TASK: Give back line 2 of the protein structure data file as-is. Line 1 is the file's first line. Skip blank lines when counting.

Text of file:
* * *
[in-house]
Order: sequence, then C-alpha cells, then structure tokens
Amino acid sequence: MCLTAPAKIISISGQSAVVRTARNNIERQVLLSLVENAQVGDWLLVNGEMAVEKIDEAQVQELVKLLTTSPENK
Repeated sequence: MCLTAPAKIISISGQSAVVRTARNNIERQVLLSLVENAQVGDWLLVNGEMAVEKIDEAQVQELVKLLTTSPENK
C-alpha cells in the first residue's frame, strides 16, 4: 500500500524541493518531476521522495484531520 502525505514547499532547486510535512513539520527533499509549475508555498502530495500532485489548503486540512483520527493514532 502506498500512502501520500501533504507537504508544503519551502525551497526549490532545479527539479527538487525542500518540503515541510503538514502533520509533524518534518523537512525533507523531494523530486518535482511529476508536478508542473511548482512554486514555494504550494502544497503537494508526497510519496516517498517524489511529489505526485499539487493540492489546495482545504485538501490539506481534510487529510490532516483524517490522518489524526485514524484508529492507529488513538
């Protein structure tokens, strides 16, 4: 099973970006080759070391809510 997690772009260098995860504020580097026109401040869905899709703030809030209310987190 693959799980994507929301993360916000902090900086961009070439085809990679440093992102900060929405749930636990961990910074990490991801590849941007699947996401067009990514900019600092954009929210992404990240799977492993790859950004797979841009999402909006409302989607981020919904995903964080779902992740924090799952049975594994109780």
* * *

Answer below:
Order: sequence, then C-alpha cells, then structure tokens